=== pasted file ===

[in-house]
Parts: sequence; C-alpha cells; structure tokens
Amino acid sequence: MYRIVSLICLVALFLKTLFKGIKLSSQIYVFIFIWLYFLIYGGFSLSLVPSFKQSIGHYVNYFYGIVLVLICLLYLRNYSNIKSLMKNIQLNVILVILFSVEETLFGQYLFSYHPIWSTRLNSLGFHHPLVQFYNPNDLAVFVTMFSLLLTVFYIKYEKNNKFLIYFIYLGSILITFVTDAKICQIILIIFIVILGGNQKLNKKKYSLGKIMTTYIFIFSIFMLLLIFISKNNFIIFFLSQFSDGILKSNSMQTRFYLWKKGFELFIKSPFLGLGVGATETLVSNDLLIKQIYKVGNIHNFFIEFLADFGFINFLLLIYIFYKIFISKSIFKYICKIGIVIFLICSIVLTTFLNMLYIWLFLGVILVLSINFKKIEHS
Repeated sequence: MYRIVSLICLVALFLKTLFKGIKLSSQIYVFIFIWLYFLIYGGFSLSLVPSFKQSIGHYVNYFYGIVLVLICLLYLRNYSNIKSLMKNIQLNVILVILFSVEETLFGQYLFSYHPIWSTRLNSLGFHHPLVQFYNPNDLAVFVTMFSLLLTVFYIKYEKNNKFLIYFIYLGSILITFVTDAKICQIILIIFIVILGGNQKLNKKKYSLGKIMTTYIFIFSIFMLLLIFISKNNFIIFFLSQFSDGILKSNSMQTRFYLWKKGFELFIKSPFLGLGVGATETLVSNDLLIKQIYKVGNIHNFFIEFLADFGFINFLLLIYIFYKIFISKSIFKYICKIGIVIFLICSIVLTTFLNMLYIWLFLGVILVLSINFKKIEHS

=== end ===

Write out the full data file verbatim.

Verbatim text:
[in-house]
Parts: sequence; C-alpha cells; structure tokens
Amino acid sequence: MYRIVSLICLVALFLKTLFKGIKLSSQIYVFIFIWLYFLIYGGFSLSLVPSFKQSIGHYVNYFYGIVLVLICLLYLRNYSNIKSLMKNIQLNVILVILFSVEETLFGQYLFSYHPIWSTRLNSLGFHHPLVQFYNPNDLAVFVTMFSLLLTVFYIKYEKNNKFLIYFIYLGSILITFVTDAKICQIILIIFIVILGGNQKLNKKKYSLGKIMTTYIFIFSIFMLLLIFISKNNFIIFFLSQFSDGILKSNSMQTRFYLWKKGFELFIKSPFLGLGVGATETLVSNDLLIKQIYKVGNIHNFFIEFLADFGFINFLLLIYIFYKIFISKSIFKYICKIGIVIFLICSIVLTTFLNMLYIWLFLGVILVLSINFKKIEHS
Repeated sequence: MYRIVSLICLVALFLKTLFKGIKLSSQIYVFIFIWLYFLIYGGFSLSLVPSFKQSIGHYVNYFYGIVLVLICLLYLRNYSNIKSLMKNIQLNVILVILFSVEETLFGQYLFSYHPIWSTRLNSLGFHHPLVQFYNPNDLAVFVTMFSLLLTVFYIKYEKNNKFLIYFIYLGSILITFVTDAKICQIILIIFIVILGGNQKLNKKKYSLGKIMTTYIFIFSIFMLLLIFISKNNFIIFFLSQFSDGILKSNSMQTRFYLWKKGFELFIKSPFLGLGVGATETLVSNDLLIKQIYKVGNIHNFFIEFLADFGFINFLLLIYIFYKIFISKSIFKYICKIGIVIFLICSIVLTTFLNMLYIWLFLGVILVLSINFKKIEHS